By means of the above-mentioned Japanese VLF/LF network, we have been working on many case studies for large earthquakes. We can list these earthquakes; (1) Izu peninsula earthquake swarm (with the largest magnitude of 6.3) in March, 1997 (with the data from Tsushima, Omega to Chofu), (2) Tokai (Nagoya) area earthquakes (with data from NWC (Australia) to Kasugai (Nagoya) (Ohta et al., 2000), (3) Tokachi-oki earthquake (25 September, 2003, M8.3) (Shvets et al., 2004a; Cervone et al., 2006), (4) Niigata-chuetsu earthquakes (23 October, 2004, M6.8) (Hayakawa et al., 2006; Yamauchi et al., 2007). Especially, in the case of Niigata earthquake, we have made full use of our VLF/LF network observation (Yamauchi et al., 2007). That is, a comparison of the data on different propagation paths as a combination of several observing stations and several VLF/LF transmitter signals received, has enabled us to locate the ionospheric perturbation and to deduce their spatial scale. Also, their temporal dynamics have been inferred, together with the theoretical full-wave computations.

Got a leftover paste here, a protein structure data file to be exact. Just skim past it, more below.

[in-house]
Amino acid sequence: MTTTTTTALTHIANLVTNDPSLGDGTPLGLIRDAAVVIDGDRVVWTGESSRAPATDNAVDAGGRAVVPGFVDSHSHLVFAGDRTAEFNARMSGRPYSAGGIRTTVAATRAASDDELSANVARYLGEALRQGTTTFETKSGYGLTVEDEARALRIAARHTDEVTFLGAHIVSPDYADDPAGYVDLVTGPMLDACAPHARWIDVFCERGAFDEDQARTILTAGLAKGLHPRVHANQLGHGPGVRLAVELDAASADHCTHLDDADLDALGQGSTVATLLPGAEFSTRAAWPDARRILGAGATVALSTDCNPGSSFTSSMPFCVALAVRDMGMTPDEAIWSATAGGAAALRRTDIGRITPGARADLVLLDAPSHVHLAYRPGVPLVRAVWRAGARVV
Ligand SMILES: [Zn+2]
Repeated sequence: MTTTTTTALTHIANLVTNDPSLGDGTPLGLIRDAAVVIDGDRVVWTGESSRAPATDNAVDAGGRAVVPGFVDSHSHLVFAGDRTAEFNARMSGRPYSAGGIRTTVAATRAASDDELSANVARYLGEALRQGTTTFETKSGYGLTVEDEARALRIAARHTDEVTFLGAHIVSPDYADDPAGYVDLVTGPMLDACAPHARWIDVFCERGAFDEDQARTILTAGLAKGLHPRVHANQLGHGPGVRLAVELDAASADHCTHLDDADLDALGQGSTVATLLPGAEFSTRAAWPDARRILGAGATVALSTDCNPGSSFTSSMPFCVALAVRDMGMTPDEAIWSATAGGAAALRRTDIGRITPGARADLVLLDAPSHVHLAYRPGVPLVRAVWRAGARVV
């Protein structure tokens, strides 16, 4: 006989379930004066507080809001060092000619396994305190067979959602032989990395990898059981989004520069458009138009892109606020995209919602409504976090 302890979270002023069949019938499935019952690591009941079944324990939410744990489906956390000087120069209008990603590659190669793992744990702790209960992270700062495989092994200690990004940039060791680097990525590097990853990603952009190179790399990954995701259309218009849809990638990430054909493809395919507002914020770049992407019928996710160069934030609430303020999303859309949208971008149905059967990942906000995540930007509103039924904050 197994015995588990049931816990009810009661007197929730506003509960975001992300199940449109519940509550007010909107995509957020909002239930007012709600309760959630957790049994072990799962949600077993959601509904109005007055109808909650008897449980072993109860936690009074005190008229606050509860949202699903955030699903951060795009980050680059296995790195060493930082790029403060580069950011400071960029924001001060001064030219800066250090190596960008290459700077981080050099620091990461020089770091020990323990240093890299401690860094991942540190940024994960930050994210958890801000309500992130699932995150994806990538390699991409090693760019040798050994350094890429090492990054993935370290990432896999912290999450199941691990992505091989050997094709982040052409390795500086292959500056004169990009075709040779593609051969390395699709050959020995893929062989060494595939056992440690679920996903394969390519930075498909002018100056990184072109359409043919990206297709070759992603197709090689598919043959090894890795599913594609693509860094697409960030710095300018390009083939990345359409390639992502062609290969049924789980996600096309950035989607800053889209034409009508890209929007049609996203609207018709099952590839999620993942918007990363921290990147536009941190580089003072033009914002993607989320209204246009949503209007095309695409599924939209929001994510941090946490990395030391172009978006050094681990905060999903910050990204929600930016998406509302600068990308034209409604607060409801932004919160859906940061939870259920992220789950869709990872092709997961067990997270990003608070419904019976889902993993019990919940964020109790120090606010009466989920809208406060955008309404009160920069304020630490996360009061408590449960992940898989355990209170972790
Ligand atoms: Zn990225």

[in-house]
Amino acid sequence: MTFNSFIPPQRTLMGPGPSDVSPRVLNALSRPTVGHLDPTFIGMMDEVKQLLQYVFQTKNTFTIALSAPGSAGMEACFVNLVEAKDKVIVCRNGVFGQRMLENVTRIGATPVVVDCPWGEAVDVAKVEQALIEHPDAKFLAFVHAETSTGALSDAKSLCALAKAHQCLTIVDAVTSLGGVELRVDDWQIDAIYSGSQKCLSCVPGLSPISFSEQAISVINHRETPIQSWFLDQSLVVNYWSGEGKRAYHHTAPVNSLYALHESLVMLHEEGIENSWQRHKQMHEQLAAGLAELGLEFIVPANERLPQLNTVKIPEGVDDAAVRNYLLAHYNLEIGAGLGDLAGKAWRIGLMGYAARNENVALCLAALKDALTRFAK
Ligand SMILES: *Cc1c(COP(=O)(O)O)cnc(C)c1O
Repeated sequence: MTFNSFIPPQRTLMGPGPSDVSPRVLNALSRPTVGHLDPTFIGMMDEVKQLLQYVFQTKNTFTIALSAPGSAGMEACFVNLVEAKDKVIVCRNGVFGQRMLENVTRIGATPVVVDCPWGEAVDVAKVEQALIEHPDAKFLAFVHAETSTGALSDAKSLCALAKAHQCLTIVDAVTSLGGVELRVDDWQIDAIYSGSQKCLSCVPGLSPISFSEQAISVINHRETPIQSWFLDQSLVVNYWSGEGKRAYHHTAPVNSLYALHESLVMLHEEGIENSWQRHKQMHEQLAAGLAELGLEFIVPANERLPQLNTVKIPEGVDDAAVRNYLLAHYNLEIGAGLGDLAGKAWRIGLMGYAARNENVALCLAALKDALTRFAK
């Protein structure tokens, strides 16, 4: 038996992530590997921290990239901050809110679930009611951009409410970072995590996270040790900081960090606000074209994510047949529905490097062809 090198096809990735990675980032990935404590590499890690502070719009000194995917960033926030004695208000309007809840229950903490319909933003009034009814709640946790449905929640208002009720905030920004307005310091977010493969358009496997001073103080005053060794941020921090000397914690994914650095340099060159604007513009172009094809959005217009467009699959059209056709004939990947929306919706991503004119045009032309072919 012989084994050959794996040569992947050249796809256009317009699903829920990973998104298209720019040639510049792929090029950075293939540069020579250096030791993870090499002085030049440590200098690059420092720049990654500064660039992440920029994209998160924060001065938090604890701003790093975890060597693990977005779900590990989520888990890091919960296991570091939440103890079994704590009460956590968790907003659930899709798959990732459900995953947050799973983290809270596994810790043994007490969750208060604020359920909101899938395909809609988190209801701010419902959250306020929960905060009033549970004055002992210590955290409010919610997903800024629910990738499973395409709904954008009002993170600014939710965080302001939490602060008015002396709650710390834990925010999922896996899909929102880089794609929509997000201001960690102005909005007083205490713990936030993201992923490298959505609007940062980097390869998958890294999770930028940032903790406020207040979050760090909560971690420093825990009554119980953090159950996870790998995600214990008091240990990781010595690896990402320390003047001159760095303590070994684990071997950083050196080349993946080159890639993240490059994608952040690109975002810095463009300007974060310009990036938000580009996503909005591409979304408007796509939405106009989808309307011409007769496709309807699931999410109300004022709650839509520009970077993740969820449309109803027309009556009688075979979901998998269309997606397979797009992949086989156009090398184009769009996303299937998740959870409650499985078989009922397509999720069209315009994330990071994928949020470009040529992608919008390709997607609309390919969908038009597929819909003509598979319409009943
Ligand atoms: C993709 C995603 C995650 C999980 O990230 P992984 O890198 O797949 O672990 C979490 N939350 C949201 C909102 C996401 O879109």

The terminator time method we developed, for the first rime, for the case of Kobe earthquake, has been used so far as a standard analysis method of VLF/LF records. In addition to this terminator time method, there is another method of VLF/LF data analysis, which is called, “nighttime fluctuation method” and which is a further improvement of the previous Russian papers.

3. Recent VLF/LF results